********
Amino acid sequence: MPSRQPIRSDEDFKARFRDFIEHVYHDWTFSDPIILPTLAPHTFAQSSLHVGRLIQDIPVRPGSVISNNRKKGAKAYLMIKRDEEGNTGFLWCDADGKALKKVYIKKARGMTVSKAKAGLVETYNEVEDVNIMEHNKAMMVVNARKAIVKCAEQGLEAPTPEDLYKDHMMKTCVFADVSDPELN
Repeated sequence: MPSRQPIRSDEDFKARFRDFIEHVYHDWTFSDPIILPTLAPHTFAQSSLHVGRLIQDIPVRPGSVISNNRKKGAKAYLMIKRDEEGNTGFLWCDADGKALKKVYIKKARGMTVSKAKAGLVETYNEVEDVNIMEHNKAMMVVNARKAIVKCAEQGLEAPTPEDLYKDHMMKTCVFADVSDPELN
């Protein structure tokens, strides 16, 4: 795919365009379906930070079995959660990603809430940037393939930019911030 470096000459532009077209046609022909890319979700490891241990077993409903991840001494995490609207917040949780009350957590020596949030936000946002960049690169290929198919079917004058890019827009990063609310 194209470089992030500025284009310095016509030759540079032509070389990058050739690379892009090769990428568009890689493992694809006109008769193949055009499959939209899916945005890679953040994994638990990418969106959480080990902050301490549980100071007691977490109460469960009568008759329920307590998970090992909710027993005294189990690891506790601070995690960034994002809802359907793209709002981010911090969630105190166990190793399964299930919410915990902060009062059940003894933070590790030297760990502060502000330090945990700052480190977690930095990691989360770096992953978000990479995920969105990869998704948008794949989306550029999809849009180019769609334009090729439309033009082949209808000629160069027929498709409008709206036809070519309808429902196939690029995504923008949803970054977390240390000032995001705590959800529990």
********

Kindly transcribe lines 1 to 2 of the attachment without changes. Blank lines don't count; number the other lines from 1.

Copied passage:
Amino acid sequence: MPSRQPIRSDEDFKARFRDFIEHVYHDWTFSDPIILPTLAPHTFAQSSLHVGRLIQDIPVRPGSVISNNRKKGAKAYLMIKRDEEGNTGFLWCDADGKALKKVYIKKARGMTVSKAKAGLVETYNEVEDVNIMEHNKAMMVVNARKAIVKCAEQGLEAPTPEDLYKDHMMKTCVFADVSDPELN
Repeated sequence: MPSRQPIRSDEDFKARFRDFIEHVYHDWTFSDPIILPTLAPHTFAQSSLHVGRLIQDIPVRPGSVISNNRKKGAKAYLMIKRDEEGNTGFLWCDADGKALKKVYIKKARGMTVSKAKAGLVETYNEVEDVNIMEHNKAMMVVNARKAIVKCAEQGLEAPTPEDLYKDHMMKTCVFADVSDPELN